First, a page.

Trying to Think About Drugs
Wed, 20 May 1998
Author: JON CARROLL
TRYING TO THINK ABOUT DRUGS
LET US SAY only what we know. The citizens of the United States are still troubled by a knot of problems usually collected under the rubric ``drugs.'' Citizens are frustrated by the lack of progress in solving the problem of ``drugs,'' and therefore by the nature of the solutions themselves.
Those who care about traditional values are concerned that the use of illegal drugs continues largely unabated. Seventeen years after the Reagan Revolution changed much of America's perception of itself, citizens are still just saying yes to drugs. Amber waves of marijuana continue to carpet the fruited plains; tons of cocaine move across our borders daily despite billions spent on interdiction.
Those concerned with personal freedoms point to escalating assaults on privacy, due process and private property created by laws passed to support the war on drugs. The property of people still innocent in the eyes of the law has been seized, their homes have been invaded, their personal behavior, no matter how nonviolent or socially harmless, has resulted in serious prison time.
People who see public issues in terms of the inequities of class and race note that the war on drugs has somehow turned into yet another aspect of the war against the poor. More prisons are being built at the expense of other social programs, and these prisons are being filled with the usual suspects-- poor whites, Latinos, African Americans.
Even worse: All of these trends are happening in an atmosphere of misplaced piety and rampant hypocrisy. The usual counterbalances to abusive government power -- the press, the polemicists, the opposition parties -- have been largely silent on these issues.
No one wants to be seen as pro-drug. There are too many other worthy causes. Think of the children.
On the other hand: Think of the children of the people in jail.
THE HYPOCRISY STARTS in the very definitions of the crime. The most dangerous recreational drug in America is alcohol, and yet it is legal - -- indeed, it is hardly regulated. There are more warning labels on diet soft drinks than on bourbon.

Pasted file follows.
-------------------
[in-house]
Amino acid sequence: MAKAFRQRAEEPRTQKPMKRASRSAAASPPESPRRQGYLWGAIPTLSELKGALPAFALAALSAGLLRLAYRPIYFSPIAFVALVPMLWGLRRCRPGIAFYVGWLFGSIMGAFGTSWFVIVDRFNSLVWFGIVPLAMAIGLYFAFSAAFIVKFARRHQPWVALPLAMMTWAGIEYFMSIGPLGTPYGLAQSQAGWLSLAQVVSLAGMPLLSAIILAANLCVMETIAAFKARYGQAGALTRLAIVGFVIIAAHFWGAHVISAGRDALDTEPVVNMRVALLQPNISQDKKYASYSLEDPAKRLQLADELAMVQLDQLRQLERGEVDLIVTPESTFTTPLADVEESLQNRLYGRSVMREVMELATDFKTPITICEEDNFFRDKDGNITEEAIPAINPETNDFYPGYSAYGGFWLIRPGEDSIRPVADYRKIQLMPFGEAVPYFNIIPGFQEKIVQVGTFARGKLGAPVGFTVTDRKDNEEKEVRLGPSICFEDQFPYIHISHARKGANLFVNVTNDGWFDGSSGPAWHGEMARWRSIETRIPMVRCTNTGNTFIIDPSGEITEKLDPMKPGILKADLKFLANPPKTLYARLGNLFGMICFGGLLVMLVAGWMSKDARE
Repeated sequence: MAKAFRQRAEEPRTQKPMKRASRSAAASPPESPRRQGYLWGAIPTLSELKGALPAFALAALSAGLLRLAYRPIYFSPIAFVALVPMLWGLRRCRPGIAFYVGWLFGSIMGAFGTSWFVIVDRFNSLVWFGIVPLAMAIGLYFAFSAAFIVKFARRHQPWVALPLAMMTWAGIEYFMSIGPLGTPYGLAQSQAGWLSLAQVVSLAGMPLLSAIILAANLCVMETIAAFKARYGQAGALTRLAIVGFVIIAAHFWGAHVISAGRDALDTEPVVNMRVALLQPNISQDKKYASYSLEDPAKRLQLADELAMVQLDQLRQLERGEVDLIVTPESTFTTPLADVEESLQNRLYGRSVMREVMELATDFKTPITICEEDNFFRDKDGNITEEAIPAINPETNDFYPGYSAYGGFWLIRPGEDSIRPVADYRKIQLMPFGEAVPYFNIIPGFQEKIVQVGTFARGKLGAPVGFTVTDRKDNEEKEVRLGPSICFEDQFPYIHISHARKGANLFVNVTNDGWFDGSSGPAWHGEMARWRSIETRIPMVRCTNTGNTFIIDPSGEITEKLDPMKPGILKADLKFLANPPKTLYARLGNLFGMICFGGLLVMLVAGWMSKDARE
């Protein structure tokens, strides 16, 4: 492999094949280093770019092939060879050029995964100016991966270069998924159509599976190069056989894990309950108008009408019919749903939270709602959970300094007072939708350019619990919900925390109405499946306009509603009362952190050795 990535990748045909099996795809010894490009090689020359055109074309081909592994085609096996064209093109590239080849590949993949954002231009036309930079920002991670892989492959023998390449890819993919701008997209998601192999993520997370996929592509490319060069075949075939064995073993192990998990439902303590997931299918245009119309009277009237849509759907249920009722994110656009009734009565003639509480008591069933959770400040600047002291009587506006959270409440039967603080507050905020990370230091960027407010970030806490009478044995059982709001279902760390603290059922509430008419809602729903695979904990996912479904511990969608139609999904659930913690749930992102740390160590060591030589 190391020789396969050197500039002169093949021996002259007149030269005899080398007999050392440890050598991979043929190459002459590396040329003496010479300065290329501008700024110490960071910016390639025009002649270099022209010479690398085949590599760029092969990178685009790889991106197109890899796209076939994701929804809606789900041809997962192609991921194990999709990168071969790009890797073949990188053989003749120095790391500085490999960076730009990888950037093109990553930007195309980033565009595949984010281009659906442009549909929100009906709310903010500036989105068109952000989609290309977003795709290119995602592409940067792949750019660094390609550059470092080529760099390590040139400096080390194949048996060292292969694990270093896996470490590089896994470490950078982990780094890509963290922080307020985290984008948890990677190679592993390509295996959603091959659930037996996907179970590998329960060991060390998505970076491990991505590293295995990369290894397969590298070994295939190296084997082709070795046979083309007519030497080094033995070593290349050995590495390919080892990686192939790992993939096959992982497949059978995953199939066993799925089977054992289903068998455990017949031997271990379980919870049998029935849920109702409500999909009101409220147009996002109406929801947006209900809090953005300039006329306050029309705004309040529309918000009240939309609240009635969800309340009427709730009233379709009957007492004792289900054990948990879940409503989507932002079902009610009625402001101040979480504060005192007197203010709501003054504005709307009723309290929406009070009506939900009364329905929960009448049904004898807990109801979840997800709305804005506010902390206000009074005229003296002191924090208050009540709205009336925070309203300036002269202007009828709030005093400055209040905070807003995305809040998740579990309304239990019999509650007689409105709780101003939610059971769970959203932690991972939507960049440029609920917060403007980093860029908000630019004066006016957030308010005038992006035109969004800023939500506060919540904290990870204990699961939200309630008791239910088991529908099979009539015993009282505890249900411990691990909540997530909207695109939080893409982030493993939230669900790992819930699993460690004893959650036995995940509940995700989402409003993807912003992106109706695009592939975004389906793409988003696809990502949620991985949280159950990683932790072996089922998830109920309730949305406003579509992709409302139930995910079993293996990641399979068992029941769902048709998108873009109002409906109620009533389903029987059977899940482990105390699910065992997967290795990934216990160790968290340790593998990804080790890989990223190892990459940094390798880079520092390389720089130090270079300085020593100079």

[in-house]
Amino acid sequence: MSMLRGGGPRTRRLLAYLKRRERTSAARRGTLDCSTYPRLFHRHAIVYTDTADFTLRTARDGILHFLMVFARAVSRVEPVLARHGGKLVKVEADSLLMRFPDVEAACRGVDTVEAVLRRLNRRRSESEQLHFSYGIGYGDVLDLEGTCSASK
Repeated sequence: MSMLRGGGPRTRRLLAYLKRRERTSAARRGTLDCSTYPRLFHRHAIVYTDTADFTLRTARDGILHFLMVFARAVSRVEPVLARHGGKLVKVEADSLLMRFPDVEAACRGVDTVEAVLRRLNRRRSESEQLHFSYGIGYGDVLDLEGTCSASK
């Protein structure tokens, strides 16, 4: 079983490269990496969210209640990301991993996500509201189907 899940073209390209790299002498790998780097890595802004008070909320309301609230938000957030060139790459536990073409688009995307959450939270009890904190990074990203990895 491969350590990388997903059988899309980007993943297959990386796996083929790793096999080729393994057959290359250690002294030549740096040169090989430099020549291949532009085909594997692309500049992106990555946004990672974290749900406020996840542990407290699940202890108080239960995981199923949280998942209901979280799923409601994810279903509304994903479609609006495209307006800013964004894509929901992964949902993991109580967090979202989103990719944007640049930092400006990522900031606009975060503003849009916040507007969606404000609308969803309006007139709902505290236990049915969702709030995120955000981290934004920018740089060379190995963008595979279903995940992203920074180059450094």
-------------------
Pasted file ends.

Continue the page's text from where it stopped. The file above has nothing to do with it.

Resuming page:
Rich people can get doctors to write them prescriptions for the narcotics they want. Poor people have to buy their drugs on the street. Getting the money to buy the drugs often involves criminal behavior, of which the easiest and least violent is selling the drugs. Selling drugs is a felony. Selling drugs means hard time.
Hollywood has long taken up the cause of unpopular men. Loathsome murderers ( ``Dead Man Walking'') turn into Sean Penn; IRA terrorists ( ``The Devil's Own'') turn into Brad Pitt. But where are the gentle dealers of marijuana, the morally conflicted crack addicts? These people exist in real life, but Hollywood won't touch people who touch drugs, probably because too many people in Hollywood have touched too many drugs.
There are more people in prison all the time, and those incremental humans often don't belong there. If you have 2 million people in prison, and the next year you have 3 million, where has the extra million come from? Not from hard-core murderers and sociopaths -- they're already inside. They're easy to catch.
It's the fringe players, addicts, rebels, nutballs, vets who never made it home and kids who never made it at all -- the people who, in a less obsessed society, are taken care of in discreet, private and inexpensive ways.
Meanwhile, because of the distortion of justice promoted by the war on drugs, villains walk free. A man who beats a woman is sent to a diversion program; a man who sells pot to that same woman is sent to prison.
Because we have zero tolerance. And tiny brains.
I THINK AMERICA is a swell idea for a country, and I think the war on drugs is the moral equivalent of terrorism against the Constitution.
I think we start afresh. We've been looking the other way too long. I have some ideas.
It's the elephant in the living room, and someone should mention it.